I promised to configure a laptop to a friend of mine, who needed to run one Java-based application on it. Little did I know, what I had promised. My idea was to install Ubuntu 18.04 and OpenJDK and be done with it.

When my plan was implemented in reality and it was time for the first test, I noticed there was only a big white window on the screen. We decided to RTFM and found the instructions. They recommended using Windows XP and Oracle’s Java.

I installed Oracle’s Java 11 (the latest LTS release for the time being) according to these instructions. Everything went as instructed, but I couldn’t do anything to JNLP file the application gave to me. I knew I needed to run it with Java Web Start. Further research revealed that Oracle had deprecated Java WS and my best option was running an older Java release despite the security holes coming with it.

Here’s how I got my setup working. If you want to follow along, please note what I said above about old Java releases and their security holes.

The first thing to do is install Oracle JDK, version 8. Here is the download link. As we are using Ubuntu, download the tar.gz file. If you are copy-pasting the commands, please note that you have to modify the paths according to your system, change at least the version number as that will most likely differ from my setup.

Create a directory where to extract Java:

sudo mkdir -p /usr/lib/jvm

Change to the directory:

cd /usr/lib/jvm

Extract the Java to the directory and remember to adjust the paths according to your version of Java:

sudo tar -zxvf ~/Downloads/jdk-8u221-linux-x64.tar.gz

Then the environment variables have to be added so that the system can find the Java:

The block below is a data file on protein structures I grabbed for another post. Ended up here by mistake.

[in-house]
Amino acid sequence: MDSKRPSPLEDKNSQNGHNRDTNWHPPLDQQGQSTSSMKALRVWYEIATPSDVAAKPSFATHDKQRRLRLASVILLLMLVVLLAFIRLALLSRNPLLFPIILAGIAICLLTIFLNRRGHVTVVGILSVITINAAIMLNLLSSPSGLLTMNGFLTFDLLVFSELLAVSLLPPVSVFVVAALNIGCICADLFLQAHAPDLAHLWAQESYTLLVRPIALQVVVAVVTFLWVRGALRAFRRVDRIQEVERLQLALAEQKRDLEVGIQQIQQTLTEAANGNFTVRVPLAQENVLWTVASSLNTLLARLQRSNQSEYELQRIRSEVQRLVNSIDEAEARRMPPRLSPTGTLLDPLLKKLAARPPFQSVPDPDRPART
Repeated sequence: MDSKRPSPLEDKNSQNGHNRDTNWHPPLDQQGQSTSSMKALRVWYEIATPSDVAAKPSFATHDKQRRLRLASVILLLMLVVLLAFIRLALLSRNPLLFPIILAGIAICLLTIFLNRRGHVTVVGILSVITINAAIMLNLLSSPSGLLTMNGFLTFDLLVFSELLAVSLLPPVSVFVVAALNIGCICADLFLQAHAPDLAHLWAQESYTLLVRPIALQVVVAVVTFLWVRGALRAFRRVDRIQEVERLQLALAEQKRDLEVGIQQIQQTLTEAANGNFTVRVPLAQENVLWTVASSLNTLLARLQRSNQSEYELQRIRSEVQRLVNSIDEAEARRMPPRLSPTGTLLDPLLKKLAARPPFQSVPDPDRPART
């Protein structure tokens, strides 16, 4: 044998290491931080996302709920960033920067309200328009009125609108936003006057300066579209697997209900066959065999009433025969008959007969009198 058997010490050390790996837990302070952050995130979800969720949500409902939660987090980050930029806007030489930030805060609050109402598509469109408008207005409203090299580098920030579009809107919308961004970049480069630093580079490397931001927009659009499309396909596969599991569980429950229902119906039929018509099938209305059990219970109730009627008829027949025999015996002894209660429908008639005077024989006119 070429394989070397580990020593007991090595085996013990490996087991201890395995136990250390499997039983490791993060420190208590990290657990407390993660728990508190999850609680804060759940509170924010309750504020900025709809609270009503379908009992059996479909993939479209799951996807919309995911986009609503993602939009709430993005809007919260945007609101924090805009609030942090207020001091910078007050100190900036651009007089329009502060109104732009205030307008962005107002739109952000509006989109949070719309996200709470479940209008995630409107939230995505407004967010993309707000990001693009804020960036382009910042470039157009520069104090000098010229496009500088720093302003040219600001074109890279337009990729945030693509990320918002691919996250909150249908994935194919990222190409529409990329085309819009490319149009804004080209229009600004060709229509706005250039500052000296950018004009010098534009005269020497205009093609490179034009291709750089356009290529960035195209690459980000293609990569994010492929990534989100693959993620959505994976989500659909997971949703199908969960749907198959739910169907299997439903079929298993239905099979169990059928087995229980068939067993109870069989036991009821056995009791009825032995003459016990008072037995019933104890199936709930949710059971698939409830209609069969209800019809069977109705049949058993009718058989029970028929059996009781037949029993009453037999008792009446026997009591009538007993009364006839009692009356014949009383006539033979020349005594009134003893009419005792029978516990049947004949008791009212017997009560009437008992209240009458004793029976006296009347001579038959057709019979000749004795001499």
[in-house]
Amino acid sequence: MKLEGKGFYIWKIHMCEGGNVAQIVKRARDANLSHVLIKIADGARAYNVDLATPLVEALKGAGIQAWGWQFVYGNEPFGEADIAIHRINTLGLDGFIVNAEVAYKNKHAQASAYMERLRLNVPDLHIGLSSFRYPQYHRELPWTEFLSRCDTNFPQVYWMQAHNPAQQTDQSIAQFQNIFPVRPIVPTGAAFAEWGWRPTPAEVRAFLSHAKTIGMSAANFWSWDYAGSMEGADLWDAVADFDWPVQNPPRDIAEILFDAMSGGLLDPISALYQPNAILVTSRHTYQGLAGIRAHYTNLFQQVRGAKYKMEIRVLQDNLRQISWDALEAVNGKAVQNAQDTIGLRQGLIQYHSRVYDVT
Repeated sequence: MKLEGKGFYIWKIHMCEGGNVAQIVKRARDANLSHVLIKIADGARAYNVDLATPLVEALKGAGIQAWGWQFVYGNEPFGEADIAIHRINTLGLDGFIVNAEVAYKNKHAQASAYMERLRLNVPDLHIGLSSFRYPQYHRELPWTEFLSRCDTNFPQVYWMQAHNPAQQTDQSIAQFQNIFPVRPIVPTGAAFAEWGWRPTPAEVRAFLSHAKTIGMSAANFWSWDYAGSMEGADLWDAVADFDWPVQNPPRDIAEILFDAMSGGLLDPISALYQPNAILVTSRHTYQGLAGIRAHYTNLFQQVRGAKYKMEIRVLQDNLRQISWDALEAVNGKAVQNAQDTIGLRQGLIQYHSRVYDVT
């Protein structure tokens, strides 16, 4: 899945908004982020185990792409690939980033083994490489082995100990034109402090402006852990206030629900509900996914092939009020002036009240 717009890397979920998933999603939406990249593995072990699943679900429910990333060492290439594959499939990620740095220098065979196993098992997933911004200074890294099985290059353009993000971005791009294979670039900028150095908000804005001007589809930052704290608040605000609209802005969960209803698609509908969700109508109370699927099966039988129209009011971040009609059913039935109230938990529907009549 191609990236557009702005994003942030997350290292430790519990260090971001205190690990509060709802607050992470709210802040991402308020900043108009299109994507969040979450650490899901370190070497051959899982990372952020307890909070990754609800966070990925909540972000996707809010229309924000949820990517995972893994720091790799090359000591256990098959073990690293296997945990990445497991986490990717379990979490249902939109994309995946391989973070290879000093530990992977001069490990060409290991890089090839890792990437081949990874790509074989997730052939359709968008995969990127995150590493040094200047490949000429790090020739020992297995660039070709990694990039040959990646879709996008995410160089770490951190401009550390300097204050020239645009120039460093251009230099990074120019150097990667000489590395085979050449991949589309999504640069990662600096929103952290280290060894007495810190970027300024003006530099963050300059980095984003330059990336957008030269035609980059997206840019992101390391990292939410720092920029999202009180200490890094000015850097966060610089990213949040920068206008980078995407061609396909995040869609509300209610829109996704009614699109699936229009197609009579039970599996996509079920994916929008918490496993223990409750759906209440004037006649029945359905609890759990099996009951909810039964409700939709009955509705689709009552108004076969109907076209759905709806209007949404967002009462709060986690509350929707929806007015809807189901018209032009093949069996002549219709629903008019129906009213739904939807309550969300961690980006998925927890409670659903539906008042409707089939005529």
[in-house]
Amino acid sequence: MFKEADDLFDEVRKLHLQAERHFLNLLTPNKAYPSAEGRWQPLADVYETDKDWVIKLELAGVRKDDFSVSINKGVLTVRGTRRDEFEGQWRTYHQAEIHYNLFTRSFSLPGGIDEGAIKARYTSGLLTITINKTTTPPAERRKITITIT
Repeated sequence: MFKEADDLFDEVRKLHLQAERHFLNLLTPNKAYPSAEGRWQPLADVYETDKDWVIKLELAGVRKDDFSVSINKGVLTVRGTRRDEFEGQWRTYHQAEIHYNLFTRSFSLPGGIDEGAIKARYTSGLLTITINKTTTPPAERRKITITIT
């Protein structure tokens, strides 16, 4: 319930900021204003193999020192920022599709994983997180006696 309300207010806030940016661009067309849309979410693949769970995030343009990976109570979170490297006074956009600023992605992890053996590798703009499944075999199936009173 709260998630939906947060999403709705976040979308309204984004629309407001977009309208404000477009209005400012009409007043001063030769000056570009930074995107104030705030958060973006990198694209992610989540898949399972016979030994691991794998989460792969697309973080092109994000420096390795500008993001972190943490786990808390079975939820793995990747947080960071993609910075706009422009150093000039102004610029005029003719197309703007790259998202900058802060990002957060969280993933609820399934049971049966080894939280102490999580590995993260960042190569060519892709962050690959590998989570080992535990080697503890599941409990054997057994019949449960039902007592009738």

sudo nano /etc/enviroment

Add the following bin folders to the existing PATH variable:


Note the semicolons that have to separate the paths. Remember to put one between the original and the paths you are appending, too. Once again, modify the paths according to your Java version.

You need to add some other environment variables after the path:


When modified, the file should look something like this:


Then we will configure Java locations for Ubuntu:

sudo update-alternatives --install "/usr/bin/java" "java" "/usr/lib/jvm/jdk1.8.0_221/bin/java" 0
sudo update-alternatives --install "/usr/bin/javac" "javac" "/usr/lib/jvm/jdk1.8.0_221/bin/javac" 0
sudo update-alternatives --set java /usr/lib/jvm/jdk1.8.0_221/bin/java
sudo update-alternatives --set javac /usr/lib/jvm/jdk1.8.0_221/bin/javac

Verify that the locations are correct:

update-alternatives --list java
update-alternatives --list javac

Log out, back in and then test that you get the correct Java version with command:

java -version

Once that works, the last step is to get the browser use your just installed Java WS. You should see Java WS binary in:


When using Firefox, go to settings and set it to open JNLP files with the javaws binary.

Next time you open a JNLP file in browser, you should see it opening up within Java WS window.